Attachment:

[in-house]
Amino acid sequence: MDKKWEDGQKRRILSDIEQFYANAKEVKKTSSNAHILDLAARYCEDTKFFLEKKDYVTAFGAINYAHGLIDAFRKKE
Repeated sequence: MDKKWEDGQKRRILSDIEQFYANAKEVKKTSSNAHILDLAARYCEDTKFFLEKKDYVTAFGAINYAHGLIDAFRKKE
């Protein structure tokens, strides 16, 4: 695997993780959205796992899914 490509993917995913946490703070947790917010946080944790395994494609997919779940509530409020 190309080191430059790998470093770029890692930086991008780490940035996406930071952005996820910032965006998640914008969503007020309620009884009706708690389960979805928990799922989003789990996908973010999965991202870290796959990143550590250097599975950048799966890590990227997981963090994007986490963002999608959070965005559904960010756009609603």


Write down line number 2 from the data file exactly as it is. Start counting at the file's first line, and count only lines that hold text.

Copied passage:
Amino acid sequence: MDKKWEDGQKRRILSDIEQFYANAKEVKKTSSNAHILDLAARYCEDTKFFLEKKDYVTAFGAINYAHGLIDAFRKKE